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Risks of Uranium Mining – Case Areva

14.12.2006 Lauri Myllyvirta

Greenpeace has published a report on the environmental crimes of the French nuclear company Areva to highlight the potential risks and impacts represented by uranium mines. Areva is now planning uranium mines in Finland.

Main environmental problems related to uranium mines: leakage of toxic substances (radionuclides, heavy metals, acids, ammonia) into surface and ground water; environmental catastrophes and slow, gradual contamination due to failure of tailings dams; emissions of radioactive particles and radon that can have negative health impacts several kilometers from the mine.

Examples of health impacts: In Spain, the risk of several cancers has increased by 10-70 percent within a distance of 15-30 km from uranium mills. In the US, up to 4 percent of the population living near waste piles get lung cancer because of them. A 80 percent increase in birth defects and significant increases in chromosome damages have been recorded. (These are not the most scandalous cases, rather the most relevant to the discussion in Finland)

Discussion on radiation protection standards, nuke fuel production mass balance, waste streams, connections with nuclear weapons…

Limousin, France.
Surface and ground water has been contaminated, radon is still being released. The waste is unsatisfactorily taken care of, representing long term risks and causing continuous leakages. Areva still refuses to undertake several protection measures demanded by local people.

Radioactive wastewater and leakage from waste piles&tailings; dams a big problem due to high rainfall&lots; of groundwater like in Finland. 100 tons of toxic sludge leaked from Areva’s Key Lake mine in 1984. In 1998 radium leaks to a lake were detected in Cluff Lake mine and workers were exposed to extraordinarily high radiation doses. Leakage of arsenic has occurred in the McLean mine. In the Wollaston lake situated near to Areva’s operations, uranium concentrations exceeding the background levels 70 times have been found.

Cristensen Ranch, Wyoming: 26 violations between 1997 and 2004. In 11 cases, at least 700m3 of toxic chemicals were released to the environment. Brun, Texas: At least 100m3 of radioactive liquid leaked in 1998.

Areva/Cogema has two mines, with around 100 000 people living near them. All groups of people studied by the nuclear safety authority of France were exposed to radiation because of the mines, mainly because of radon pumped out of the shafts. Large quantities of radioactive scrap metal ended up being sold on the streets which exposed many people to large radiation doses. There were higher than permitted levels of uranium in people’s wells. There was a truck accident where radioactive materials were released in 2004, the place was not properly cleaned up. Trade unions have been forbidden and the army has been used to calm down workers e.g. when wages have been cut or payments have not been made as agreed.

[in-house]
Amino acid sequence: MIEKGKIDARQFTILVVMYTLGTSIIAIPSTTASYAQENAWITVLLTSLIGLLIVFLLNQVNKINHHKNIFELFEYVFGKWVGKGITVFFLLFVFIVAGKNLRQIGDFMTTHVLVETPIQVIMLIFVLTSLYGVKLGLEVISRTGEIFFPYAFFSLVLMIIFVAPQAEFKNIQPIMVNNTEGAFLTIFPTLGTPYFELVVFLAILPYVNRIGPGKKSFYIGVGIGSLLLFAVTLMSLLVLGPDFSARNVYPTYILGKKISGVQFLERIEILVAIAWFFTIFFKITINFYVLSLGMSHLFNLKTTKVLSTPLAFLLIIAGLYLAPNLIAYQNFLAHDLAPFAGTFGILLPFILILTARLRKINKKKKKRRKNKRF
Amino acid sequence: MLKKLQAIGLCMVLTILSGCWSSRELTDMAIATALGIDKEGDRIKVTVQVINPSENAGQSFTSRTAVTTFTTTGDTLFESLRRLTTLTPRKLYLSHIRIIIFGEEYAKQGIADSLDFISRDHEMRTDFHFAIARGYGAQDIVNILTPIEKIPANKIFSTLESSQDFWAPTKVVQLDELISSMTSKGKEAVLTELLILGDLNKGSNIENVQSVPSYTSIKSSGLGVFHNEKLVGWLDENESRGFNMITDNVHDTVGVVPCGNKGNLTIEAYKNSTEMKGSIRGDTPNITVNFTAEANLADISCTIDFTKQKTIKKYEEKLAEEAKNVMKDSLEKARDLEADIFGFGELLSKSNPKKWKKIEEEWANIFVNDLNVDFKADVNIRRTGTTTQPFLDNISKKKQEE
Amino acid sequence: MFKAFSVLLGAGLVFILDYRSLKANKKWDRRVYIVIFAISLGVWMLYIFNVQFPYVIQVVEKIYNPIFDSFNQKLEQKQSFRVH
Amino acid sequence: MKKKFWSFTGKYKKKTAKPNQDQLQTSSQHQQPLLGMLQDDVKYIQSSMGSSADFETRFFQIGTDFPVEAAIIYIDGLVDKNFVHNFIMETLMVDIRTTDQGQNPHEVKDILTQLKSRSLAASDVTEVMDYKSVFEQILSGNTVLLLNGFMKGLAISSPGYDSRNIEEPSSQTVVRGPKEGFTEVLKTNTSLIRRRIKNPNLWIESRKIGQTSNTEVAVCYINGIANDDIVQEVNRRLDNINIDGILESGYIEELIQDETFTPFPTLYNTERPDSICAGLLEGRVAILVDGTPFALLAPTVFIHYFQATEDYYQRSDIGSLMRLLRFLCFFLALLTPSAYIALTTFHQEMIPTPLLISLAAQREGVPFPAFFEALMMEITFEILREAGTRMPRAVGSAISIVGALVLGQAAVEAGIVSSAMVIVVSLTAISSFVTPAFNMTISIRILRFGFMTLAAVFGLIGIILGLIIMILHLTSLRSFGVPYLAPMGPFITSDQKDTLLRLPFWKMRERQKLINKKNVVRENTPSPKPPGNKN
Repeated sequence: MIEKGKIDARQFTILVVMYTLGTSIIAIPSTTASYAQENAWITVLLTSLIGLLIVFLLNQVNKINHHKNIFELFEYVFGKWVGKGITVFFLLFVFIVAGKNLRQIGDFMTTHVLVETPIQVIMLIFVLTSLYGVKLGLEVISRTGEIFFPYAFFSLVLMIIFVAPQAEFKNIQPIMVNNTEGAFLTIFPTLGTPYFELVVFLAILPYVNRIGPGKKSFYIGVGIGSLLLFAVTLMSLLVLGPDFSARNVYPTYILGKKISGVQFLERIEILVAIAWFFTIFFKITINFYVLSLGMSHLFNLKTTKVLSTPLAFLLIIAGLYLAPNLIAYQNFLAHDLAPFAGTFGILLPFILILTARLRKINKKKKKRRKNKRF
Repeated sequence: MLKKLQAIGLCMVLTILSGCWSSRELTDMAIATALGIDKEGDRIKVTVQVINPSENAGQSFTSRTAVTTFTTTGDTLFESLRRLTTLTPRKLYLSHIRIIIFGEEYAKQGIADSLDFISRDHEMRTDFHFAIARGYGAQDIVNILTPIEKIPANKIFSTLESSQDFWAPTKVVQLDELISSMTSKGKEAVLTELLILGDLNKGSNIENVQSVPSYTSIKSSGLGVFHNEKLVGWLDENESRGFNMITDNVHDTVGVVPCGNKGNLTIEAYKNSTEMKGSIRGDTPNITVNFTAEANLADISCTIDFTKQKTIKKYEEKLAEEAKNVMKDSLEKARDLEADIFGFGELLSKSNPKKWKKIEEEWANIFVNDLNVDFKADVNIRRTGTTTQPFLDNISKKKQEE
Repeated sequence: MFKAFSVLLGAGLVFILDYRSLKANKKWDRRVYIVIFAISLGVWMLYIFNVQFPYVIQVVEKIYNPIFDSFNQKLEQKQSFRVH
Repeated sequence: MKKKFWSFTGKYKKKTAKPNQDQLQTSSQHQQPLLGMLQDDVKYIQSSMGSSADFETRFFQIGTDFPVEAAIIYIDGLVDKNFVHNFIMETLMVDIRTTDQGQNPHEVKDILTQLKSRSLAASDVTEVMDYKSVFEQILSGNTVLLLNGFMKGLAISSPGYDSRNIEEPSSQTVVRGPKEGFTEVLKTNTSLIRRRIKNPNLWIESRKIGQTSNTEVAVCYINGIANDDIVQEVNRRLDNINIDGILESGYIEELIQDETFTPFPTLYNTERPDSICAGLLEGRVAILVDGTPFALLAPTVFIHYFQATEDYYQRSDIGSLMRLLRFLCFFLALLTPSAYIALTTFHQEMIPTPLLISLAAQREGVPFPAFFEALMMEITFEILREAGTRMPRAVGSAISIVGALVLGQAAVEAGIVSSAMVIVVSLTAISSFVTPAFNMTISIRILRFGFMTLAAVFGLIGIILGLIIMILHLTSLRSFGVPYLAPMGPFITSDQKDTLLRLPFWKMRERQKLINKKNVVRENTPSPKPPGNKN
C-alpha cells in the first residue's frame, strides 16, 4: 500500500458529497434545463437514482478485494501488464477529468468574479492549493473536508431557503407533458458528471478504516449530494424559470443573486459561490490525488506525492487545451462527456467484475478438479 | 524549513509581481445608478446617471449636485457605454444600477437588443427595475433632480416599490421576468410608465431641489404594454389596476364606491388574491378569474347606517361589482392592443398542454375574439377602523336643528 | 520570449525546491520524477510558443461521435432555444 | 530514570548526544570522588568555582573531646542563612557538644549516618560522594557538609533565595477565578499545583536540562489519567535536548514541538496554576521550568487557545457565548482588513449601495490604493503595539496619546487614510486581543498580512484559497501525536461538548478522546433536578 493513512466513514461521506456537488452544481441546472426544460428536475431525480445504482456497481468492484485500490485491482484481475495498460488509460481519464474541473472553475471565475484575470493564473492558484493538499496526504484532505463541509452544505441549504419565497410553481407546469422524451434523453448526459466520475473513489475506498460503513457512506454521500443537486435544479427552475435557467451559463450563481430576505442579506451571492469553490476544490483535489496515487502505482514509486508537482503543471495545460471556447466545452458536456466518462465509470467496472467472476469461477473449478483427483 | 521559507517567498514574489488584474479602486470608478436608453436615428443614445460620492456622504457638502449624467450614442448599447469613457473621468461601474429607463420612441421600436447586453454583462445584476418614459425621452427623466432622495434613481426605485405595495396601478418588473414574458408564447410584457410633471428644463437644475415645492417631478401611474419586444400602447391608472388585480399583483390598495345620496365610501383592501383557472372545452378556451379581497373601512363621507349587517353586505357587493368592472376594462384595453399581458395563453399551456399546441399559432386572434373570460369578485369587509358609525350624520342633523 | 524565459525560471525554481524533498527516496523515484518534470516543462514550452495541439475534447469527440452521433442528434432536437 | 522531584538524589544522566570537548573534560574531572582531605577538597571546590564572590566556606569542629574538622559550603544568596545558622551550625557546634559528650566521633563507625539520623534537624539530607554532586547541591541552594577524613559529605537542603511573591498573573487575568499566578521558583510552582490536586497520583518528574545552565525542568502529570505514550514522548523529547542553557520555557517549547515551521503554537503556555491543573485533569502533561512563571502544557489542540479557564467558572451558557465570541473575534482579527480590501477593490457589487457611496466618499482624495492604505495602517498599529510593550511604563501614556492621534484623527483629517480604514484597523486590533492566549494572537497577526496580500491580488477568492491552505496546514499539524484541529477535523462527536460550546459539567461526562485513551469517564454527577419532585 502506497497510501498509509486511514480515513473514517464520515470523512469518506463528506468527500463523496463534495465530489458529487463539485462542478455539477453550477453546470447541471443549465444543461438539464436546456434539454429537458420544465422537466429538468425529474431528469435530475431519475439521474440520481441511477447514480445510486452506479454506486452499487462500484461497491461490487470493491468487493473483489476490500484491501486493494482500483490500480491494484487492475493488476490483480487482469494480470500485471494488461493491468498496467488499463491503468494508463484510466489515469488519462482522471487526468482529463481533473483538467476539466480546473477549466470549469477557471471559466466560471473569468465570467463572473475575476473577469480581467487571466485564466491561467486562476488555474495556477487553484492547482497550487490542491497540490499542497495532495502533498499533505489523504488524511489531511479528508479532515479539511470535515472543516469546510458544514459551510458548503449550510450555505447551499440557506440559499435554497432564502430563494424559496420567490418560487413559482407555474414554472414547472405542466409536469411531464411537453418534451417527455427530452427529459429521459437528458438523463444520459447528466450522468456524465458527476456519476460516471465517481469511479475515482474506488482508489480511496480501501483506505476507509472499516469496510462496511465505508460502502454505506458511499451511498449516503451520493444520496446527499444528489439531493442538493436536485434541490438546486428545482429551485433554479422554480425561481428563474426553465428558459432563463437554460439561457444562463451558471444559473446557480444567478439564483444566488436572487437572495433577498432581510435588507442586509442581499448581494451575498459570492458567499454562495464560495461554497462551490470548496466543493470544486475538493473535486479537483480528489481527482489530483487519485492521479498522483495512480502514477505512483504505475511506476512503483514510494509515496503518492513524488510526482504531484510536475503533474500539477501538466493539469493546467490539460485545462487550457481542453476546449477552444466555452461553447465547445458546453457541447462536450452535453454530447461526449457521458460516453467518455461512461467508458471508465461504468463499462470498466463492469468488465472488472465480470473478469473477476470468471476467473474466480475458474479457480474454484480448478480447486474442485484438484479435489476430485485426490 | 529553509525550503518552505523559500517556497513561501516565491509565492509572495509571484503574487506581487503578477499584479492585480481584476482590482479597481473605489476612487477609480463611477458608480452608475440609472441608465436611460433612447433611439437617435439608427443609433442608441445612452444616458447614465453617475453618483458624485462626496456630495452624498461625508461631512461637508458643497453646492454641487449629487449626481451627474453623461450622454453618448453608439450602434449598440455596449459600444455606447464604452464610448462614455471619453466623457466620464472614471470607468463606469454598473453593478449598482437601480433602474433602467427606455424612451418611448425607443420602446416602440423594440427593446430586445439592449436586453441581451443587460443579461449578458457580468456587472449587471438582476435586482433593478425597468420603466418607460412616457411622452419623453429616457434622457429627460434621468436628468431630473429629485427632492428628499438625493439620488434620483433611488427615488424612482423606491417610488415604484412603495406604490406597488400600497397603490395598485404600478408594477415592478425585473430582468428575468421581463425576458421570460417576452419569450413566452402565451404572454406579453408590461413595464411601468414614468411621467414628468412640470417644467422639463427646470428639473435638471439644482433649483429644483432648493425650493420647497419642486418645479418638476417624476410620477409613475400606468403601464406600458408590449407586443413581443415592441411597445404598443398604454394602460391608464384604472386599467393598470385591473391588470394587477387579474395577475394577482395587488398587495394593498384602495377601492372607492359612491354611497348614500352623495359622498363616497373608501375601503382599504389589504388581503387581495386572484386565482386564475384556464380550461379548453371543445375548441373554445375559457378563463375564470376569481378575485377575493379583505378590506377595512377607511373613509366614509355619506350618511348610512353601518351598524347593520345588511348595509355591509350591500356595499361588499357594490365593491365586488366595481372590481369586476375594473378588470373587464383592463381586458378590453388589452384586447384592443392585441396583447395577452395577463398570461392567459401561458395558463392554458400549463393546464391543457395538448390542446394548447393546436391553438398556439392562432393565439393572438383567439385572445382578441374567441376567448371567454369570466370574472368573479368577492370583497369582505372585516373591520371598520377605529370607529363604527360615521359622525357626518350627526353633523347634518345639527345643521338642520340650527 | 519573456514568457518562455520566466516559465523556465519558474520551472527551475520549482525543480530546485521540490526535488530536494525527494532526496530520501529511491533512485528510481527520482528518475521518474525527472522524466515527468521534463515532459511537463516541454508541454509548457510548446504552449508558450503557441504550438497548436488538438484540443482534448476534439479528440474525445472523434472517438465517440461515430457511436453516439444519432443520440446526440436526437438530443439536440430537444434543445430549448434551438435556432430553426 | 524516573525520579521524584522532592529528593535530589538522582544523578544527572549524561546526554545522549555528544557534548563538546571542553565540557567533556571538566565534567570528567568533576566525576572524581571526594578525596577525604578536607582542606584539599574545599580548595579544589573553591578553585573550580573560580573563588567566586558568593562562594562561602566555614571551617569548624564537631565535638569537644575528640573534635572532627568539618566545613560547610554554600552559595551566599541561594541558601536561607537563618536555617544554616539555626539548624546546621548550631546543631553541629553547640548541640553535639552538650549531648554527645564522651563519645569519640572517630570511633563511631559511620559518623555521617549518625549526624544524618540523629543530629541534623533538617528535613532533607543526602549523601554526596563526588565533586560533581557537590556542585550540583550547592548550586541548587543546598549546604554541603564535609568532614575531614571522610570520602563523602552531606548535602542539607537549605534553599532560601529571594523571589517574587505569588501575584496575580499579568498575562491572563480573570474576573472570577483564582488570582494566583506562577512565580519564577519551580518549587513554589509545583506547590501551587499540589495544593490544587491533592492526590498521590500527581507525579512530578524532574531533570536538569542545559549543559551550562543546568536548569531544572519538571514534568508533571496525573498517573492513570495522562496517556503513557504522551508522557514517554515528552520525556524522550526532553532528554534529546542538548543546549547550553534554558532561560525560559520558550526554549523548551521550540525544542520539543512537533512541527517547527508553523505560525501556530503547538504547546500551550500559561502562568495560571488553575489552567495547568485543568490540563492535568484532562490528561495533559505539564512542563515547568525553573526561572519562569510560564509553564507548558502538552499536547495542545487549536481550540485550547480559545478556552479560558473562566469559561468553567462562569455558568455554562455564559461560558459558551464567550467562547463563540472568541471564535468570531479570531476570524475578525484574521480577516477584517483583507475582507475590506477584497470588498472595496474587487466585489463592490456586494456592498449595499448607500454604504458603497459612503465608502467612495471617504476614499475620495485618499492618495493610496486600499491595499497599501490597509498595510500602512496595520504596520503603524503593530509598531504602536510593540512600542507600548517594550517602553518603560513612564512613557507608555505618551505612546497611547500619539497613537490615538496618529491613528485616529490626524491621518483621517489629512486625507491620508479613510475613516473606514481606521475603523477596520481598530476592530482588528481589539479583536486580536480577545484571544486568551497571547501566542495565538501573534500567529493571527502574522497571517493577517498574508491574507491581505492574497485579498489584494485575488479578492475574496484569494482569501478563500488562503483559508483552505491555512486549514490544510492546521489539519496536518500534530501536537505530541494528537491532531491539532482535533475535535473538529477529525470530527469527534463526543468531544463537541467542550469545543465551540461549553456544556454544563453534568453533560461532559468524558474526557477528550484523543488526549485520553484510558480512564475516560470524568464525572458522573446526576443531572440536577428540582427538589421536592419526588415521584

Areva was mining until 1999. 2 million tons (50 000 truckloads) of waste rock and tailings were dumped directly into a river. The acids were not even neutralized so they dissolve heavy metals from the waste rock. Eventually, the dump was covered by a layer of erosion prone material that will wear off within 10-100 years according to different sources. The river continues to flow over it. Even this ubiquitous work was not paid for by Areva but by EU. The place is still a total mess, with metal scrap all over. Local people and workers haven’t been informed about the hazards. Children used to even play near the tailings and waste piles. Personal dose meters or even breath masks were not used. Health data is not public and independent assessments have not been made. The workers are estimated to have been exposed to 30 times the acceptable dose for general public (so 30 mSv).

Non-mining cases
Areva’s La Hague reprocessing plant has turned the surrounding ocean floor into medium level nuclear waste, increasing childhood leukemia in the nearby communities. Areva was found in 1999 to have dumped radioactive waste in a landfill site in France. They refused an order by the French authorities to close down a dangerous nuclear facility (Caradache) in 2000. Areva supplied enriched uranium to India, violating the non-proliferation treaty and helping India get a nuclear weapon. In the construction of the new reactor in Finland, Areva has already lied to Finnish authorities, violated their orders and fallen short of safety requirements.

8 multinational companies have exploration plans, Areva being the only one that has so far been granted permission for on-site exploration. In Finland the exploration permits can be given without public hearings or environmental impact assessment and they can include drilling as well as experimental mining and milling. The minimum distance from people’s houses in 50 m. The areas for which Areva has applied for a permit cover important groundwater formation areas and are found in the immediate vicinity of locations were the drinking water for tens of thousands of people is drawn from. There are quite a few people who even live in the middle of these areas.

Check out the report (in Finnish)